Selma van de Perre was just a young woman when World War II broke out in Europe. She remembers the day when her older brother came home with the news.
“He came home on the 10th of May shouting, ‘Wake up, wake up! It’s war, it’s war!’” she remembered.
Van de Perre shared her story of survival in front of a packed crowd May 6 at Hercules Theater on Ramstein.
“In 1941, they started collecting Jews,” van de Perre said. “In 1942, they started calling out Jewish boys and girls as well as taking them from the street. They had big vans and they just collected (from) the street daily.”
Van de Perre and her family were of Jewish descent, meaning they were a target in 1940s Europe. As persecution against the Jews increased, van de Perre knew it was no longer safe for them to stay where they were.
As others were being imprisoned, hauled off to concentration camps and even killed, van de Perre arranged for her family to be taken into hiding in the south of Holland, and eventually met a group of doctors who happened to be members of the resistance. After spending time with many members of the resistance, she made a decision to stand up, she joined the fight against Nazi tyranny.
Van de Perre explained that they were short of people helping the resistance because so many of them were already being imprisoned or had to go into hiding themselves.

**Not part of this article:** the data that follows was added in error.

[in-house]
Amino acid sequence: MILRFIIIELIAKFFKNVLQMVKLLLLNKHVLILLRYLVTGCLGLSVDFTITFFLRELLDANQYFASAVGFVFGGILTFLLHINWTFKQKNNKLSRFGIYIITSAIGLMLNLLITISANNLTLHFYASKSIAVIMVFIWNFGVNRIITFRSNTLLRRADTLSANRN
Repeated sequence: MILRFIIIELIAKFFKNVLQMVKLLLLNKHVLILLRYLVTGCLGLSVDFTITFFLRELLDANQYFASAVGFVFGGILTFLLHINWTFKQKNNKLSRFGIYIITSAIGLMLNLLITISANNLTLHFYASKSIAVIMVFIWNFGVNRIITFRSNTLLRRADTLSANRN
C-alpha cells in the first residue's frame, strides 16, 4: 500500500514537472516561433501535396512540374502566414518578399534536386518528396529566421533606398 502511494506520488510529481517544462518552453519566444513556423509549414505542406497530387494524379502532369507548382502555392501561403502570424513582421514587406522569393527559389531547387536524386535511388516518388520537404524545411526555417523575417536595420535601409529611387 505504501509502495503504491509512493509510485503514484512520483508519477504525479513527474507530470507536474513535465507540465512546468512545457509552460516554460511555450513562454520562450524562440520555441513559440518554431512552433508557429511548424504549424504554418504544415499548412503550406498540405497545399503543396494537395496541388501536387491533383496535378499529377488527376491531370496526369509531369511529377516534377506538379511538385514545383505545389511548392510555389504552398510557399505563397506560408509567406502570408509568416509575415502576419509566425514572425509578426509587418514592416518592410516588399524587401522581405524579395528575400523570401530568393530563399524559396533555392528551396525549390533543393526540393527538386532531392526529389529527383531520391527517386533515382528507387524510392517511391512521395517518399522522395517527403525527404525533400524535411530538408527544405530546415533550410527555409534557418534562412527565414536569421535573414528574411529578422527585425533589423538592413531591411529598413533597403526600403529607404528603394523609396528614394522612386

“So I said, ‘Can I help?’” she explained as she remembered how enthusiastic she was as a young girl. “They said, ‘Oh yes, are you sure?’ and I said yes. So that’s how my career started.”
She found herself delivering what she called “illegal papers” for the resistance around Holland and in other European countries. She also transported money used for the cause and also to pay families which housed Jews hiding from persecution.
“I was given a few assignments,” said van de Perre, “All of them were quite dangerous and very risky.”
Along the way, the resistance gave van de Perre a new identity.
The Nazis however eventually caught van de Perre. She was brought to the police station where she was interrogated for several days before being sent to a concentration camp in the Netherlands.
“I was told I was (going to be) in prison for the duration of the war,” she said. “I was put to work in the gas mask factory.”
Van de Perre did not stop resisting the Nazis even while she was imprisoned. When they put her to work, she made some of her work unproductive. Van de Perre said she intentionally assembled the masks in such a way that they would come loose by the time they would be used.
Later on, she and other prisoners were moved to the Ravensbrueck womens’ concentration camp in Germany, where she and her fellow prisoners were subject to cruelty and physical abuse.
“I saw the most terrible things happening there,” van de Perre said.
She recalled a story of when two so-called nurses came to assist a very sick woman and just took her mattress and threw it on the ground with her on it and just dragged her outside as she screamed and cried out.
“The woman was screaming, ‘No, no, no, please, no, no, no!’” van de Perre recounted. “We never saw her again.”